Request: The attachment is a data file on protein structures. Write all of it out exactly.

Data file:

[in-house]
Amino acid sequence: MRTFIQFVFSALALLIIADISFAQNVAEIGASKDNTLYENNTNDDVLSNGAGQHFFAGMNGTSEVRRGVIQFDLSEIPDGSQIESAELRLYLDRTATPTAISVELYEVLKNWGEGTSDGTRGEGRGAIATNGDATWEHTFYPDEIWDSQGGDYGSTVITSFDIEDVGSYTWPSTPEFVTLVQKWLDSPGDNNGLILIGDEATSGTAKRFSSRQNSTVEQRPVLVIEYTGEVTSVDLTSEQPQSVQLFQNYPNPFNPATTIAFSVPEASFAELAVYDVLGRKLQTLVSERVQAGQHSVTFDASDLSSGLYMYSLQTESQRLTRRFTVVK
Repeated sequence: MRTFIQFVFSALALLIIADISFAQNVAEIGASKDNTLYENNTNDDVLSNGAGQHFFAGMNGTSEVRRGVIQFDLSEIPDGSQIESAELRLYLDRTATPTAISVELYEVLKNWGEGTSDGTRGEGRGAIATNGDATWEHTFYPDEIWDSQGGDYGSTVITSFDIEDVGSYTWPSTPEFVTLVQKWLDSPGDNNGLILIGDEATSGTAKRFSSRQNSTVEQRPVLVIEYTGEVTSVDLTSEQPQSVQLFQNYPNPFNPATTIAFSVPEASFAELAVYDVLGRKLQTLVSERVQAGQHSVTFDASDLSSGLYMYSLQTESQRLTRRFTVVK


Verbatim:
[in-house]
Amino acid sequence: MRTFIQFVFSALALLIIADISFAQNVAEIGASKDNTLYENNTNDDVLSNGAGQHFFAGMNGTSEVRRGVIQFDLSEIPDGSQIESAELRLYLDRTATPTAISVELYEVLKNWGEGTSDGTRGEGRGAIATNGDATWEHTFYPDEIWDSQGGDYGSTVITSFDIEDVGSYTWPSTPEFVTLVQKWLDSPGDNNGLILIGDEATSGTAKRFSSRQNSTVEQRPVLVIEYTGEVTSVDLTSEQPQSVQLFQNYPNPFNPATTIAFSVPEASFAELAVYDVLGRKLQTLVSERVQAGQHSVTFDASDLSSGLYMYSLQTESQRLTRRFTVVK
Repeated sequence: MRTFIQFVFSALALLIIADISFAQNVAEIGASKDNTLYENNTNDDVLSNGAGQHFFAGMNGTSEVRRGVIQFDLSEIPDGSQIESAELRLYLDRTATPTAISVELYEVLKNWGEGTSDGTRGEGRGAIATNGDATWEHTFYPDEIWDSQGGDYGSTVITSFDIEDVGSYTWPSTPEFVTLVQKWLDSPGDNNGLILIGDEATSGTAKRFSSRQNSTVEQRPVLVIEYTGEVTSVDLTSEQPQSVQLFQNYPNPFNPATTIAFSVPEASFAELAVYDVLGRKLQTLVSERVQAGQHSVTFDASDLSSGLYMYSLQTESQRLTRRFTVVK